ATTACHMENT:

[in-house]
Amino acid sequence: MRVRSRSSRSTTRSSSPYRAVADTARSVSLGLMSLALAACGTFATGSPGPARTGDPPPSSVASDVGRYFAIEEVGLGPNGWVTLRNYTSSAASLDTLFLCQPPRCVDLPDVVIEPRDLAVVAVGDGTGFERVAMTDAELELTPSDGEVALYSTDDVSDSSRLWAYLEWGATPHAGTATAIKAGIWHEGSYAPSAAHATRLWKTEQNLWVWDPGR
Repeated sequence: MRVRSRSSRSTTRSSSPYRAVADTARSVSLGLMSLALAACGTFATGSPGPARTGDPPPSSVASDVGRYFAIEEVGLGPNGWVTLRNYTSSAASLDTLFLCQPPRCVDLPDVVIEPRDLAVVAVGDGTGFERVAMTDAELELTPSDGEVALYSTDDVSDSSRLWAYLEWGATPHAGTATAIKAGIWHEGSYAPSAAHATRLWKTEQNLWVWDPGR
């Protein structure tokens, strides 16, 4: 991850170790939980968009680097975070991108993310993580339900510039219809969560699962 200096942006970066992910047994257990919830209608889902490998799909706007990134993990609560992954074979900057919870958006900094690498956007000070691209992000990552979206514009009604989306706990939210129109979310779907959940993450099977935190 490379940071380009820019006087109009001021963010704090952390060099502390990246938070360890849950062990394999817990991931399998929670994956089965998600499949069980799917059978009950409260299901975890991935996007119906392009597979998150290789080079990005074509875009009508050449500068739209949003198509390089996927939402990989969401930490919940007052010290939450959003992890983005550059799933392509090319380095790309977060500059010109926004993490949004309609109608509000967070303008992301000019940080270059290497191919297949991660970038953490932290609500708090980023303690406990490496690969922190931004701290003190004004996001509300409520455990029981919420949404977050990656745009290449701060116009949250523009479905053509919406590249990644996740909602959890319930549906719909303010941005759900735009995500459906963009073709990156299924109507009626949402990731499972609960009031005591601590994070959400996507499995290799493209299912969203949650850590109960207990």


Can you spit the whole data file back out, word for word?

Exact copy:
[in-house]
Amino acid sequence: MRVRSRSSRSTTRSSSPYRAVADTARSVSLGLMSLALAACGTFATGSPGPARTGDPPPSSVASDVGRYFAIEEVGLGPNGWVTLRNYTSSAASLDTLFLCQPPRCVDLPDVVIEPRDLAVVAVGDGTGFERVAMTDAELELTPSDGEVALYSTDDVSDSSRLWAYLEWGATPHAGTATAIKAGIWHEGSYAPSAAHATRLWKTEQNLWVWDPGR
Repeated sequence: MRVRSRSSRSTTRSSSPYRAVADTARSVSLGLMSLALAACGTFATGSPGPARTGDPPPSSVASDVGRYFAIEEVGLGPNGWVTLRNYTSSAASLDTLFLCQPPRCVDLPDVVIEPRDLAVVAVGDGTGFERVAMTDAELELTPSDGEVALYSTDDVSDSSRLWAYLEWGATPHAGTATAIKAGIWHEGSYAPSAAHATRLWKTEQNLWVWDPGR
């Protein structure tokens, strides 16, 4: 991850170790939980968009680097975070991108993310993580339900510039219809969560699962 200096942006970066992910047994257990919830209608889902490998799909706007990134993990609560992954074979900057919870958006900094690498956007000070691209992000990552979206514009009604989306706990939210129109979310779907959940993450099977935190 490379940071380009820019006087109009001021963010704090952390060099502390990246938070360890849950062990394999817990991931399998929670994956089965998600499949069980799917059978009950409260299901975890991935996007119906392009597979998150290789080079990005074509875009009508050449500068739209949003198509390089996927939402990989969401930490919940007052010290939450959003992890983005550059799933392509090319380095790309977060500059010109926004993490949004309609109608509000967070303008992301000019940080270059290497191919297949991660970038953490932290609500708090980023303690406990490496690969922190931004701290003190004004996001509300409520455990029981919420949404977050990656745009290449701060116009949250523009479905053509919406590249990644996740909602959890319930549906719909303010941005759900735009995500459906963009073709990156299924109507009626949402990731499972609960009031005591601590994070959400996507499995290799493209299912969203949650850590109960207990």